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Obesity, abdominal fat rise among Ho Chi Minh City school students

Saturday, September 12, 2015, 12:12 GMT+7
Obesity, abdominal fat rise among Ho Chi Minh City school students

Obesity and abdominal fat among school students in Ho Chi Minh City have been worryingly swelling, while physical education at most schools remains inadequate and the students are weighed down with overloaded academic schedules. A recent study conducted by the Ho Chi Minh City Nutrition Institute among nearly 5,000 children aged between 10 and 15 showed that 22.1 percent of them are overweight, while 13.4 percent suffer obesity and 31.3 percent have accumulated a worrying amount of fat in their abdomen.

This means one in every three children has abdominal fat, which is an alarming fact as the fat has generally been associated with adults.

According to Dr. Do Thi Ngoc Diep, director of the institute, the study, which was conducted citywide, can be representative of the minor population.

“Many hold a misconception that fat in the abdomen is less dangerous than obesity, but in reality both forms of excess fat are equally detrimental. Studies have revealed higher health risks among people with saggy abdominal flesh than their obese counterparts,” Dr. Diep pointed out.

Doctors have warned that obese children are more likely to contract many diseases, including lipid disorders, hypertension, diabetes, gallstone, bone and joint problems, and even cancer.

Dr. Diep blamed obesity among school students in Ho Chi Minh City on many reasons, including an improper diet and unhealthily passive lifestyle.

Dietitian Truong Hong Son cited another recent survey as showing that obesity among children in Ho Chi Minh City and Hanoi is on the rise.

In these two cities, obese elementary school children account for approximately 20 percent of the total number of the children surveyed, according to small-scale studies launched in non-suburban and better-off neighborhoods.

In large Vietnamese cities, the proportion of obese or overweight children is higher than the global and Asian average, Son added.

The rate of overweight or obese under-five-year-olds in Ho Chi Minh City is 9.6 percent compared to the global ratio of 6.9 percent.

Son noted the rate in the southern economic hub is currently the highest in the country, followed by Da Nang and Hanoi, at 9.9 percent and 5.5 percent respectively as surveyed in their inner-city areas.

Calorie-rich diet, inert lifestyle  

Surveys have revealed that a large number of minors in Ho Chi Minh City consume over 2,500kcal per day, while the ideal nutrition input for a 10-year-old or so is 2,100kcal every day.

Dr. Diep said the majority of the obese or abdominally saggy children in the above-mentioned study, whom she interviewed, replied they do not have time for physical exercise or sports.

Experts have put kids’ inert lifestyle down to a shortage of playgrounds at schools and in residential areas, and the inadequacy of physical education regarding both quality and quantity.

Nguyen Thanh Nam, a physical education instructor at Tran Binh Trong Elementary School in District 5, said the current physical education volume of two periods per week is hardly enough for the kids there.

Most of the periods are spent on simple, cursory physical routines instead of playing sports, which does little to help obese children battle their condition.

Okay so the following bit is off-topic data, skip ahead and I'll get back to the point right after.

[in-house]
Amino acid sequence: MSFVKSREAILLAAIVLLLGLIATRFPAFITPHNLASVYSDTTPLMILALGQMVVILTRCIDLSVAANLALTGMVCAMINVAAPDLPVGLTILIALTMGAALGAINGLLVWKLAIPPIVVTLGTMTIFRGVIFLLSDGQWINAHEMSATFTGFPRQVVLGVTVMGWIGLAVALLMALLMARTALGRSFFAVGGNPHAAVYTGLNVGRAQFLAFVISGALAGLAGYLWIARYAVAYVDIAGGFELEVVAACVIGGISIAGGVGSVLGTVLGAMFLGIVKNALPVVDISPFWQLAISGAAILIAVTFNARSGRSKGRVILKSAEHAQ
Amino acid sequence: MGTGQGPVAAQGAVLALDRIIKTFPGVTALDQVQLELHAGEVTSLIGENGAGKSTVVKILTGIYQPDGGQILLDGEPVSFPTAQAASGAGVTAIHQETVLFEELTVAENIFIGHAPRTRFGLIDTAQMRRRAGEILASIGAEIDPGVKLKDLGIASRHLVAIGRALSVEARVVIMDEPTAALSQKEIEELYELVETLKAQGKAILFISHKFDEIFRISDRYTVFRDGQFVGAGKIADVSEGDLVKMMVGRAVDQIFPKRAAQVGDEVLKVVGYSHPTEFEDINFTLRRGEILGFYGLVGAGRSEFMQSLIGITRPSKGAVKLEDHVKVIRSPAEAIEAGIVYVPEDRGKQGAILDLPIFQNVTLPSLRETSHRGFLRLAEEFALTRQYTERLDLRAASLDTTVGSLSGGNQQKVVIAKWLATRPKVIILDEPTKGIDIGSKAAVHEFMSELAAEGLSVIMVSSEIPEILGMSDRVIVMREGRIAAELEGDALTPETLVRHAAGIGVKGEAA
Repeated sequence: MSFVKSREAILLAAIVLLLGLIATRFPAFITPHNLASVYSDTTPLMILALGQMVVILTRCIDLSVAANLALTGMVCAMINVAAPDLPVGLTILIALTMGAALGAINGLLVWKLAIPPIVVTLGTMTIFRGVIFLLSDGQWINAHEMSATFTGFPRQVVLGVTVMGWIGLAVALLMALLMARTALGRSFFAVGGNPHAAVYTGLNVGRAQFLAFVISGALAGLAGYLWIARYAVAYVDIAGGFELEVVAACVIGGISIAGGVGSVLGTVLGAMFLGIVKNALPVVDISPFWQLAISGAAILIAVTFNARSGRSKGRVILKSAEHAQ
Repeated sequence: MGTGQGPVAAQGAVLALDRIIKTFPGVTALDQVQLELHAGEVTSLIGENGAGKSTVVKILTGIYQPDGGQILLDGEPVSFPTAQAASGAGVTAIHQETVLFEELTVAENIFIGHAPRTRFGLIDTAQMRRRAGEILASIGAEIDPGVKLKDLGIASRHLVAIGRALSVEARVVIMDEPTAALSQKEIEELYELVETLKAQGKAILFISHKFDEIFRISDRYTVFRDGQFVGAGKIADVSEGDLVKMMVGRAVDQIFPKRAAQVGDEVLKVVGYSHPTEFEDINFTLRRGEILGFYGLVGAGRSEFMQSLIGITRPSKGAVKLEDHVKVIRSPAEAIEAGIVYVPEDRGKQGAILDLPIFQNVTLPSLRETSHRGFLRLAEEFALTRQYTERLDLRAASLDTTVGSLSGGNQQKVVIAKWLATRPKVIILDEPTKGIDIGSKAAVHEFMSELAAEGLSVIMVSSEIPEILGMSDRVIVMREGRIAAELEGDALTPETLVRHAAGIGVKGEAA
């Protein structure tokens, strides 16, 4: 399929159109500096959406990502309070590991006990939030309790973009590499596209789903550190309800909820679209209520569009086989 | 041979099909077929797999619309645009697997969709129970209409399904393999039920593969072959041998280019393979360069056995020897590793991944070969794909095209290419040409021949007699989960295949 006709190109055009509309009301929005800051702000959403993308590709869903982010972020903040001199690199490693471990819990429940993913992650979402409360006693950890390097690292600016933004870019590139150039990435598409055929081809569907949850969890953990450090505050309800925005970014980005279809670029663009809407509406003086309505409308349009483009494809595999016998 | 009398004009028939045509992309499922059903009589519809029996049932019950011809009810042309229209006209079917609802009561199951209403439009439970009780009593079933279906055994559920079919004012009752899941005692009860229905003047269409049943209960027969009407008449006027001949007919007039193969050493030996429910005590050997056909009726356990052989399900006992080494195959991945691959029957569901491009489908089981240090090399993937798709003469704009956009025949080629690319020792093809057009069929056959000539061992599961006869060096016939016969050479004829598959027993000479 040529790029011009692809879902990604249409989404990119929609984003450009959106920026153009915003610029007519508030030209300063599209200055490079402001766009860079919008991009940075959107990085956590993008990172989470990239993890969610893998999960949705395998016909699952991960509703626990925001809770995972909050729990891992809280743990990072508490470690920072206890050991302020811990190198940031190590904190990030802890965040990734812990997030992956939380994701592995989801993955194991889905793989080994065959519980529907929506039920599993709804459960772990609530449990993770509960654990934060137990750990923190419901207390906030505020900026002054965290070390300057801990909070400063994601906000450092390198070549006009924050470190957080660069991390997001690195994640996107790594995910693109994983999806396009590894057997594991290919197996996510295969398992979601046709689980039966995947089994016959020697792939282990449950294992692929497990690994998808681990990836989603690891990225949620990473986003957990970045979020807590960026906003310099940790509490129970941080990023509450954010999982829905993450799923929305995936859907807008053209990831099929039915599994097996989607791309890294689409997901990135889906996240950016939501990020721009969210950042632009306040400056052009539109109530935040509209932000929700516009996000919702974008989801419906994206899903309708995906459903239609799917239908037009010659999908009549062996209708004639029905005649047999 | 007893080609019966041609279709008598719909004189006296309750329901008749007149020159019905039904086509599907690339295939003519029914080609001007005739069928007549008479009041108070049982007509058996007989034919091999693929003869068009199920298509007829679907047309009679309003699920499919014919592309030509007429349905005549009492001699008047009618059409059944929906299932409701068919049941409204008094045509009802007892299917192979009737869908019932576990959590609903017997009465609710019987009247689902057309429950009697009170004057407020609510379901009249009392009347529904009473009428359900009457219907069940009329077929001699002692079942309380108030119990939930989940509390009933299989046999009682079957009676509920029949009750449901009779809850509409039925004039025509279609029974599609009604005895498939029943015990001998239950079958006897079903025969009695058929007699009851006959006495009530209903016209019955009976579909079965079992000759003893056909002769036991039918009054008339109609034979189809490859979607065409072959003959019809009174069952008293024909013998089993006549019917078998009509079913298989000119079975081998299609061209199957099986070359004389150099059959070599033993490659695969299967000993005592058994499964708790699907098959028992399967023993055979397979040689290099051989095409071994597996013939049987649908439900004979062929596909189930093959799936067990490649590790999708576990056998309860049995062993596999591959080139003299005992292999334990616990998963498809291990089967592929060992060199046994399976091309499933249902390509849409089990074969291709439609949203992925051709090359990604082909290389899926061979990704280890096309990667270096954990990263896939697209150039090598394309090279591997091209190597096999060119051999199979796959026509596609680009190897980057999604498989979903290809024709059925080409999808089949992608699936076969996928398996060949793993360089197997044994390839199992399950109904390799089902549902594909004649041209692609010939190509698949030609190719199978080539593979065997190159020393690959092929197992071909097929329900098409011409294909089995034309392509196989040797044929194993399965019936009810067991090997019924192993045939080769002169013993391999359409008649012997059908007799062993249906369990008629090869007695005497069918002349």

“Compared to their peers in other countries, Vietnamese kids cannot do much physical exercise as schools are usually not large enough while streets are jammed with people and traffic. I think education officials should make a point of improving the quality and volume of physical education,” Nam said.     

Meanwhile, a lecturer at the Ho Chi Minh City University of Physical Education and Sports divulged his school is currently working on a new physical education curriculum to be applicable to kindergarten and elementary school students.

“We want kids to do such exercises as climbing stairs properly and throwing objects into baskets with great precision. Similar exercises are being incorporated in Singaporean school curricula,” this lecturer said.

By contrast, just like their peers elsewhere across the country, kids in Ho Chi Minh City typically go to daytime and evening classes from dawn to dusk and even into the late evening.

Their limited remaining time is usually spent on such stationary activities as playing online games, manipulating digital devices or watching TV rather than frolicking around or engaging in physical routines.

Efforts to burn kids’ excess fat

According to Tang Ba Le, head of the community sports division under the Ho Chi Minh City Department of Culture and Sports, local students now have access to an array of sports, including football (soccer) and swimming.

Traditional martial arts, including Vovinam, will be included in the curriculum in the time to come.

City schools have been doing well in running swimming classes for their students, Le added.

District sports centers have provided schools with coaches, offered thousands of free swimming tickets, and even hired buses to take students to swimming pools.

One of city elementary students’ favorite sports is basketball, Le said.

Nguyen Duy Bang, a high jump record holder and head of the Bang Tam Sports Club known for its height stimulation exercise classes, revealed his staff have overweight kids perform activities designed to help them shed weight while providing fun-packed workout sessions to speed up their bodily growth and maximize their height at the same time. 

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